Things will never be the same for the music industry. It’s a tired old refrain, but never has it borne more truth than in the case of the compact disc and the likely demise of HMV. I can’t remember the first record I bought from the chain (I have a feeling it was Trampoline by the Mavericks) but I certainly know the last – Everything Everything’s Arc (my premature nomination for best release of 2013).
I won’t be sad to see HMV go – I’m too young to wax lyrical over its heyday, and by my teens music had long been consigned to their basement in favour of bad t-shirts and Katie Price ‘autobiographies’ – but the end of the last of the high street record stores should be of concern to the music industry, where 50 percent of music is still purchased on CD, albeit mostly on Amazon. For classical music HMV has always been a source of cheap Naxos CDs of varying quality, with online sellers like Presto and brave independents competing for the high end.
When HMV launched its flagship store in London in 1986 there were three choices of medium on which to buy music: vinyl, cassette, and CD. Only one of these looks likely to survive the opening decades of the 21st-century, and it’s not the one everybody expected. While CD sales have fallen nearly 20 percent in the last year, vinyl is up by over 15 percent, and it’s no longer just hipsters and fans of vintage fittings who are likely to have a turntable on their desk and an unwieldy stash of records on the shelf.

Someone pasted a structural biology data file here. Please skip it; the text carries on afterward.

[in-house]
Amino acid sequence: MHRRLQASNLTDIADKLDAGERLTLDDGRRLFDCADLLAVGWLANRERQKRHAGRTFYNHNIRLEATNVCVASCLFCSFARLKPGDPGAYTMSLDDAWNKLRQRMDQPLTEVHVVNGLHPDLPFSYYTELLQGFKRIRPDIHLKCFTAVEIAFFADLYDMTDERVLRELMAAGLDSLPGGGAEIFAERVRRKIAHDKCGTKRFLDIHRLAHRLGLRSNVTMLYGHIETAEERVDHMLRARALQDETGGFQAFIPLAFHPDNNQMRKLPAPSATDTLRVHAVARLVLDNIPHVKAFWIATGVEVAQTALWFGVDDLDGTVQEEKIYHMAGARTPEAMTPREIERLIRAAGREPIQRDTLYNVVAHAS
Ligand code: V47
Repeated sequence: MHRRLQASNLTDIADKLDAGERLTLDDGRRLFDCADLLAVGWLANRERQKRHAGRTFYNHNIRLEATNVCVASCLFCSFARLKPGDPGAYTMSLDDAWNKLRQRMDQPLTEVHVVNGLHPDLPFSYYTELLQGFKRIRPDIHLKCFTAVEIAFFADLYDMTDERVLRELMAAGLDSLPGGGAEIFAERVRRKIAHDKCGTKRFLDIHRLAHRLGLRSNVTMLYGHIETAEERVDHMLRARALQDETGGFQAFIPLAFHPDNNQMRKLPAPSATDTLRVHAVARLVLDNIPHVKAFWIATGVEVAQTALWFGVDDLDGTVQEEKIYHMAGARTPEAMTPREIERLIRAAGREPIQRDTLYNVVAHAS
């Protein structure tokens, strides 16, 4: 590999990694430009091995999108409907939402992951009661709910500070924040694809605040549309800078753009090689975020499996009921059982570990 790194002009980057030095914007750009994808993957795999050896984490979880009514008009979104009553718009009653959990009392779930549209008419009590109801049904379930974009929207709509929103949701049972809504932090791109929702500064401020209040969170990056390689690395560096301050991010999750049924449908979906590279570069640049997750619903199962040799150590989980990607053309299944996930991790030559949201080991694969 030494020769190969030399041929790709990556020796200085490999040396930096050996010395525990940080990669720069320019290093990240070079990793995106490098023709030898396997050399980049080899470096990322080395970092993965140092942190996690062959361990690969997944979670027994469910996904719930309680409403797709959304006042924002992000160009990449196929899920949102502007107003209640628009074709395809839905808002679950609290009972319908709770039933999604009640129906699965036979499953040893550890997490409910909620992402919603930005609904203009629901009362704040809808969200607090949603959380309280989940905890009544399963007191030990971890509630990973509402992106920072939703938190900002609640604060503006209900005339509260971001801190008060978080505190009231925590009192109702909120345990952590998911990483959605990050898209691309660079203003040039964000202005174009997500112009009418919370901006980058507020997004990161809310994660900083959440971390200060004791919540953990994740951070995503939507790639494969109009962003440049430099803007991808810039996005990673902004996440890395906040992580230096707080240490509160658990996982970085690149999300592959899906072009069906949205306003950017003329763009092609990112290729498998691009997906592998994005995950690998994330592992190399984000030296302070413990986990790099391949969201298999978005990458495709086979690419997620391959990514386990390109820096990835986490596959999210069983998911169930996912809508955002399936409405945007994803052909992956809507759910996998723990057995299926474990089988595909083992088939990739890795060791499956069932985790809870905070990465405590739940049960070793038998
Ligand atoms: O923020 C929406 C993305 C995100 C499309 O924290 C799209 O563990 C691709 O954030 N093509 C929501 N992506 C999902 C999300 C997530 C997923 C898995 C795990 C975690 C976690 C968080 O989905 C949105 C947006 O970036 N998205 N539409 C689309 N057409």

Experimental music label Slip Discs is just one of a number of exciting young companies to be releasing new albums on affordable vinyl. Increasingly the niche genres that make British music so rich in quality are turning to vinyl, such that even major dealers are devoting ever more money to building up stocks. So what’s behind the trend? Is it really about nostalgia for an imaginary – and obsolescent – past (think Instagram) or does it say more about the shape of things to come? Hopefully the latter, and the classical music industry needs to follow the lead of companies like Slip Discs and capitalise on the fact that its consumers are more likely than most to be among those grown sick of the low-fi twang of the mp3. Unfortunately for the rest of the market, the reality for record producers, sitting in multimillion-pound studios, is that most music is listened to on mp3, via malfunctioning budget headphones or, worse, Dr Dre Beats.